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Jan 292010
 

What can I add to the pigment jar debate of ’10?  As background, MAC took it’s large, squat 2.6 ounce jars and replaced them with tall, lean and somewhat smaller jars.  The price for the jars remains the same at $19.50.

The Internet has been discussing MAC’s decision to repackage its pigment line for a few weeks.  Opinions vary widely.  And MAC has never issued any explanation for the change.  It’s a noticeable omission. What was wrong with the older, bigger glass jars?  No pro-consumer messaging here.  No “new or improved” packaging.  It’s slimmer, plastic and smaller but not better in any discernible way.

Old weight on the left, new weight on right

Let’s take a few things as a given.  First, the old larger size was huge. Few use them up.  Second, with the newer packaging you still get a huge amount of product.  More than enough for the average user.

MAC’s decision probably Looked Good on Paper.  Maybe if the jars are smaller, people will buy more pigments, maybe backups or something. Okay, fine.

Makeup bloggers have performed every conceivable analysis.  Temptalia has done some nicely-done numerical weight comparisons here and here.  After a thorough comparison of the actual weights provided by MAC, she concludes that “[a]t the end of the day, I think you’re still getting much more than you think (and you’re not getting as little as you think).”  For a contrasting view, Anastasia at Lipsticks and Lightsabers concludes that this is nothing more than a masked 40% price increase and, as such, “it’s downright shitty.” The Pink Sith take a rational free market approach, noting that there is little basis for outrage, “Maybe it’s because I’m a good honest Capitalist and understand that companies are there to make money.”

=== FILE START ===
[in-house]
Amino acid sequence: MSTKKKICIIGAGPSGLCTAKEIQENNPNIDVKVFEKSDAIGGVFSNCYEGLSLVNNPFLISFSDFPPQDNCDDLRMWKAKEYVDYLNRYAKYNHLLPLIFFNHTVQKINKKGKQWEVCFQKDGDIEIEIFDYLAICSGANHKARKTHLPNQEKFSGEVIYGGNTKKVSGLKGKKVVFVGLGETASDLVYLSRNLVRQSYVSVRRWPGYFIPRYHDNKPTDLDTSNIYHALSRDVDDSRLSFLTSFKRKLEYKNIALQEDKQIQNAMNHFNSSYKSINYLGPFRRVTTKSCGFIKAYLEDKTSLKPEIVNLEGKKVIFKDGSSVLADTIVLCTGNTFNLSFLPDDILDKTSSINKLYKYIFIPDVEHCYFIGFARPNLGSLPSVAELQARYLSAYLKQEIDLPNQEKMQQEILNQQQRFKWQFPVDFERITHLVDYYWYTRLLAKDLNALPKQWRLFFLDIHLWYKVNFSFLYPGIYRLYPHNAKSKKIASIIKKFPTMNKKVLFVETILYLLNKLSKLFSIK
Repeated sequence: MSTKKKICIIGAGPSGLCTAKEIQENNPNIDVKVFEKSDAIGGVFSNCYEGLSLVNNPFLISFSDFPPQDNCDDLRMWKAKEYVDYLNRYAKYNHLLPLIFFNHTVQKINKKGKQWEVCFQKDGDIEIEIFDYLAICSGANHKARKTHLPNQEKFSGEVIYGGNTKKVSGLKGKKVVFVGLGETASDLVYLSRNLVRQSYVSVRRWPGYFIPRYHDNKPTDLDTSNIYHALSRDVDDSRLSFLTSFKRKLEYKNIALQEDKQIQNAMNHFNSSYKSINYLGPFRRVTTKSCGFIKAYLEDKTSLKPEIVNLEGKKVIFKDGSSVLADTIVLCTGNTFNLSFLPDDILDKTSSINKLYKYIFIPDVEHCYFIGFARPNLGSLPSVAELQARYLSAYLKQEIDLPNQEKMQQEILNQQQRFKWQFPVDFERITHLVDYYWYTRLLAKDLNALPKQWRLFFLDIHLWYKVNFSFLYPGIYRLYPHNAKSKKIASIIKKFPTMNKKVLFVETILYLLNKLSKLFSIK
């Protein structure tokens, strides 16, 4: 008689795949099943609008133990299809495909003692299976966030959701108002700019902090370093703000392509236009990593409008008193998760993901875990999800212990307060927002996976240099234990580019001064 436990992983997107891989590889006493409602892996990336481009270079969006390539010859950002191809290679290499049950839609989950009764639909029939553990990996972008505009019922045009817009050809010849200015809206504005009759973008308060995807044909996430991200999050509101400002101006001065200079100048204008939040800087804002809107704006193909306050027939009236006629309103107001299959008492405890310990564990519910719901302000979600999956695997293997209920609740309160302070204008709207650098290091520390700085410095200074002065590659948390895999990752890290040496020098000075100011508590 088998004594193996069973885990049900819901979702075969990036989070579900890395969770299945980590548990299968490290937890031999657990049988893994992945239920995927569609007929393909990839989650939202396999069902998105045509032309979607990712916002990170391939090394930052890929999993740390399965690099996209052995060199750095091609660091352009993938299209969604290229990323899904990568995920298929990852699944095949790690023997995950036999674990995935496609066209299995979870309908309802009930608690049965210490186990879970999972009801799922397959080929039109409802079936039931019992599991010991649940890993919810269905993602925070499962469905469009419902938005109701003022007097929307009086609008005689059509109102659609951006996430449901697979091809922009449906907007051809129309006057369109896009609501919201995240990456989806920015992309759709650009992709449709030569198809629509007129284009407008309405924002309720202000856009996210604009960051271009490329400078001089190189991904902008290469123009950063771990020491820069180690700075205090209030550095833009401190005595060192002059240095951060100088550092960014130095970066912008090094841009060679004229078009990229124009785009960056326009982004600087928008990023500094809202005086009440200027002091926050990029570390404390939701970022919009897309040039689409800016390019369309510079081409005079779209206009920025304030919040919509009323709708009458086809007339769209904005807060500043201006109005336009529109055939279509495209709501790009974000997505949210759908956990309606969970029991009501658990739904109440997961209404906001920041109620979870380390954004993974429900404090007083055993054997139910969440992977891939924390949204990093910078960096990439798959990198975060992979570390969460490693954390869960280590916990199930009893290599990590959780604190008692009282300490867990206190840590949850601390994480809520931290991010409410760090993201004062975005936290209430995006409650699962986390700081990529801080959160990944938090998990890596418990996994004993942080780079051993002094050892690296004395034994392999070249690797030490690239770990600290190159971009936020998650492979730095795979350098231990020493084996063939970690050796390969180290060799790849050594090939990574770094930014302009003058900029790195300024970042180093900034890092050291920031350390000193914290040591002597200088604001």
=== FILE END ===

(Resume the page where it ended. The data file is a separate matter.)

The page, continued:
I get that. MAC is a corporation.  It’s rational to do their corporate thing, and change their products and increase pricing.  Expenses, deadweight loss, charts and percentages.  Externalities.  Synergy.  Fine.

But here’s the other thing.  Buying makeup is not about rationality.  It’s not about numbers.  It’s a lot more about Hope in a Jar than the London School of Economics.

I remember the first time I saw a MAC Pigment.  It was Pink Opal and it was magical.  It sparkled in the light, and it was pink and white and had endless possibilities.  I asked the MAC sales associate how to use it.

She answered in words I remember today, almost ten years later, “You can do anything you want with them.”

Wow. Powerful words.

I bought it immediately, and then I had a magical jar with which I could do anything.  And that jar would never run out.

At many levels, I know that’s not rational.  Or literally true.  But when has makeup ever been about reality?

Here’s the thing that nags me.

In January 2010, MAC shrunk my jar of hope.

And that’s the thing that I hope MAC understands.  Beyond all the rational spreadsheets, all the calculations and all the free market, makeup buyers have a little less hope in their jars than they did a month ago.

MAC benefits economically because consumers believe in their magic.  MAC’s place in the free market is all about consumers buying an illusion that they’ve created.  Shrinking the jars without any explanation feels like MAC is allowed to play in the free market and I have to settle for less.

In the grand scheme, minor stuff I realize.  But it speaks to larger issues and that’s why I don’t like the change.